Introducing The ‘Democratic Socialist’ Party

Introducing The ‘Democratic Socialist’ Party

Bernie Sanders is an extremist. So why do so many people in the Democratic Party sound just like him?
David Harsanyi

The Left loves to ridicule Republicans for standing on the “wrong side of history.” And let’s concede, for this piece at least, that conservatives hold hopelessly archaic views on social and cultural issues. But what if there were a party whose economic case rested on undermining the most successful, poverty-reducing, prosperity-creating idea ever known to mankind? What would history say about that?

No one seems too troubled that Democrats ratchet up the collectivist rhetoric every election. We mock conservatives for red-baiting and throwing around the word “socialism.” And let’s face it, the term is overused and misunderstood. But as we saw in the Las Vegas the other night, the Democratic Party is not a party of Great Society liberals anymore. We’re not talking about lifting the marginal tax rates a few points, at least not rhetorically. Bernie Sanders isn’t only pulling a quarter of Democrats to his cause, he’s pacing the field ideologically.

In a New York Times piece this April describing Hillary’s alleged progressive epiphany, we learned that the Democratic Party front-runner believes a sound economy requires the “toppling” of the wealthy. Where taxes were once conceived to fund safety nets, police, education, communal improvements through infrastructure, and the nation’s defense, nowadays Democrats talk about taxation as if it were a tool to take from the undeserving—whose ill-gotten gains are built on a foundation of skulls from the victims of a “rigged” system—and give to companies, people, and programs to create societal equality, justice, and harmony.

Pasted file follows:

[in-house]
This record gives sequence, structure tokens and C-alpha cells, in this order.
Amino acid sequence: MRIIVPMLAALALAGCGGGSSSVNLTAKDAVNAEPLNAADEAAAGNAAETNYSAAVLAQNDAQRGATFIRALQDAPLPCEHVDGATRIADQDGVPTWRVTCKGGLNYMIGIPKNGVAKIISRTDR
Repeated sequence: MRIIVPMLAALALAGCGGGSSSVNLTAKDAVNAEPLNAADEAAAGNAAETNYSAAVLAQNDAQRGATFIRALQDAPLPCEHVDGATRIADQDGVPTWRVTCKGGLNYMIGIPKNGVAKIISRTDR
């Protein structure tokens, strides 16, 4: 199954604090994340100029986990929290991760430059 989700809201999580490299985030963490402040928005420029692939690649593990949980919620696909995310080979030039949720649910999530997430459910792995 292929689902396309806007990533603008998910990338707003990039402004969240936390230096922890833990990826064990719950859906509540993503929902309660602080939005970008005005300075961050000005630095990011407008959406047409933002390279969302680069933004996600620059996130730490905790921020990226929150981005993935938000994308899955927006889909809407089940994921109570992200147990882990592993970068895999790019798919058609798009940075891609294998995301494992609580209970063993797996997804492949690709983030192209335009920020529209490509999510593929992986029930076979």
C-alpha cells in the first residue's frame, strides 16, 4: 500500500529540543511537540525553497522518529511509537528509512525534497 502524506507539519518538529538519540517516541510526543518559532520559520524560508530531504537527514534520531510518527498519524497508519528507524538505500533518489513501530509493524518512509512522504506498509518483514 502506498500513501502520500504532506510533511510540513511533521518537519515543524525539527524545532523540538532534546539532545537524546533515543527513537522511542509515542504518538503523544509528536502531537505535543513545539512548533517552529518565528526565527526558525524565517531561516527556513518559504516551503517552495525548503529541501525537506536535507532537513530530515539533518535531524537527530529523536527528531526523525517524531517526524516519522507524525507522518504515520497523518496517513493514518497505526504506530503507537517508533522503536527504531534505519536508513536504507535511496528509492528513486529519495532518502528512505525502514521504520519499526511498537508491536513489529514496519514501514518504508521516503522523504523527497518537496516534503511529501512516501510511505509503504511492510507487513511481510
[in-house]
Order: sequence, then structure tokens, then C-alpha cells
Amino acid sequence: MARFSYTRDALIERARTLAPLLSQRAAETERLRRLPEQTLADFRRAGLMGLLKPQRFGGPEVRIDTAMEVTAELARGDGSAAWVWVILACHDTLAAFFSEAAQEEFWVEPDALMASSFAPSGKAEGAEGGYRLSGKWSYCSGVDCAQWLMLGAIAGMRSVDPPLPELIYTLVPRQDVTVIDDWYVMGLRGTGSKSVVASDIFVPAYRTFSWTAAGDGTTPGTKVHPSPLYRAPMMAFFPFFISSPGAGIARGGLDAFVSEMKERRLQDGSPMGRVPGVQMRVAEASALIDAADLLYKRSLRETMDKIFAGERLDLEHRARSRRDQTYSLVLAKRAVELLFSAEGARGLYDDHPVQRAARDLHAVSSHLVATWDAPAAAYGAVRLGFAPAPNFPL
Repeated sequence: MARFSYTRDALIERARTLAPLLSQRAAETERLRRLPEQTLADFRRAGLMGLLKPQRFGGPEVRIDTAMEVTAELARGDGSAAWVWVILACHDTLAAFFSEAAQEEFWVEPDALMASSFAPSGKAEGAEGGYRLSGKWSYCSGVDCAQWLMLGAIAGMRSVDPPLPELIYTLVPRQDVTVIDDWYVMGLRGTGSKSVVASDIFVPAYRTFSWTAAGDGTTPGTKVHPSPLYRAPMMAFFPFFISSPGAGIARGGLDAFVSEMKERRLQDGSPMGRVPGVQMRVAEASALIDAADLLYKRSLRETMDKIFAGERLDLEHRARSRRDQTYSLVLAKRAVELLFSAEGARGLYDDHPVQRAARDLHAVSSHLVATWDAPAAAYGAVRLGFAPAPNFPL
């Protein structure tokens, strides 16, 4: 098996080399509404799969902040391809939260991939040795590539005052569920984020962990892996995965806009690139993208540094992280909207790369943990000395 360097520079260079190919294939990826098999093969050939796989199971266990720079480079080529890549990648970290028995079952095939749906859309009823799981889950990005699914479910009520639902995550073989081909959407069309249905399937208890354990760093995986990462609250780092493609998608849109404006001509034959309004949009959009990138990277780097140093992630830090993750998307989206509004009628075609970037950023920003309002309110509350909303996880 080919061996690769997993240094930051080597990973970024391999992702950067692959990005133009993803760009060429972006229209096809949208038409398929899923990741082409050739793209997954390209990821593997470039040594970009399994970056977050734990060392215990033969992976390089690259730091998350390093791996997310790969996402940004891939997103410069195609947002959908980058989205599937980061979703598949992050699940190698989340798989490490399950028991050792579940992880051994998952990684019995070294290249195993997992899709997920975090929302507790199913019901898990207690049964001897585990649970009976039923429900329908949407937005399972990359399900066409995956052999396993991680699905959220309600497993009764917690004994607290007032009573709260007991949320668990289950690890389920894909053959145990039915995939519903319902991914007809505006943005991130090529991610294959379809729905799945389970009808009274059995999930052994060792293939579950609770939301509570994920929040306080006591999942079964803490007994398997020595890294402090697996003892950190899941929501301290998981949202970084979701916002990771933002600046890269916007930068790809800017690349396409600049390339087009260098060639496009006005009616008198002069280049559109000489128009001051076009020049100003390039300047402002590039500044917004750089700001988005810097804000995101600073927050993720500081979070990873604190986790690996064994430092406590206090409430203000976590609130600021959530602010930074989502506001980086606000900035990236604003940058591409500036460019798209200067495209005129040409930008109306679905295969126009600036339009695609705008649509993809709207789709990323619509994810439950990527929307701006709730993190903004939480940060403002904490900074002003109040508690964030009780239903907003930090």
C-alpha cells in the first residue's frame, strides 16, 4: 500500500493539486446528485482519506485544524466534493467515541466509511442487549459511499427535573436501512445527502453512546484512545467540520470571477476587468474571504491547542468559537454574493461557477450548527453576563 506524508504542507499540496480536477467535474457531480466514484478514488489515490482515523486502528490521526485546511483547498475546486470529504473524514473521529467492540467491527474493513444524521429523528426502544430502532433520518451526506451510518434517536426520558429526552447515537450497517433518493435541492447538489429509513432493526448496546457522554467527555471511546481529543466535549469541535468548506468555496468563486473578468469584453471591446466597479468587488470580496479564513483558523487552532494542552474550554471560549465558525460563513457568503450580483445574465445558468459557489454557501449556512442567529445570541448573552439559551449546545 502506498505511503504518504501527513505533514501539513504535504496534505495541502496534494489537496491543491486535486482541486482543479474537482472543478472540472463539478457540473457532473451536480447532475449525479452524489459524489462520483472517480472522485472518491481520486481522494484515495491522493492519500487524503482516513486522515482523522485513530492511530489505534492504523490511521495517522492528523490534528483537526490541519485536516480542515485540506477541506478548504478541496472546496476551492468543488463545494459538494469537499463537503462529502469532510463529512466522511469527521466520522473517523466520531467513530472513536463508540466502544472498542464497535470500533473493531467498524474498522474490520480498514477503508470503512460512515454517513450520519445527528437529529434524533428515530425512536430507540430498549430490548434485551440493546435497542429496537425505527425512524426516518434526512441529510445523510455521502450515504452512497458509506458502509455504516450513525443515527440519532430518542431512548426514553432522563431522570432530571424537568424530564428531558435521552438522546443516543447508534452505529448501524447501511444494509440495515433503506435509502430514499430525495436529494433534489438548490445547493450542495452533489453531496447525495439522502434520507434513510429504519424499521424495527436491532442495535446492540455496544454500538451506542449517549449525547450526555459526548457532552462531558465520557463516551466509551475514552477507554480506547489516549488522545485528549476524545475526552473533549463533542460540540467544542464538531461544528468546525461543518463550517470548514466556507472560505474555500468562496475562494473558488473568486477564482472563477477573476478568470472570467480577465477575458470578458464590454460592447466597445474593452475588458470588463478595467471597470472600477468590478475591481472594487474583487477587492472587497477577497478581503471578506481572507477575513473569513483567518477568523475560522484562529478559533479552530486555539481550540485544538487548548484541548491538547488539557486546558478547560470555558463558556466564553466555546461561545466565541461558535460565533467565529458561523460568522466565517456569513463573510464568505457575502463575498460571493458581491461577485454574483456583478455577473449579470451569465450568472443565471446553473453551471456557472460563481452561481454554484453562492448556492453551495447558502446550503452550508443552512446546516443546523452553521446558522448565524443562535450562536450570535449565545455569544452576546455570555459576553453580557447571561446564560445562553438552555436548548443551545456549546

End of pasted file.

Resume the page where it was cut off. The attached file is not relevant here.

Has history ever proven that this works?

Theory Versus Practice

In practice, of course, there’s not any difference between a Democratic Socialist and a Progressive Democrat — Hillary’s preferred designation these days — other than, perhaps, the speed at which one wants to work. (Ask her to explain the difference.) Sanders likes to stress the distinction between a Democratic Socialist and your commonplace authoritarian. But state coercion against individuals, even with the blessing of a majority, is still state coercion. Controlling the means of production, even if you attempt to achieve your goal with a combination of punitive taxation, fees, regulatory schemes, cronyism, and executive action, is still controlling the means of production. Sooner or later one kind of authoritarianism leads to another.

Sooner or later one kind of authoritarianism leads to another.

I’m not arguing that we’re there yet. We’re certainly not. But I’m asking: where does the Democratic Party end up on this ideological trajectory? At some point people are going to expect your policies to match your rhetoric.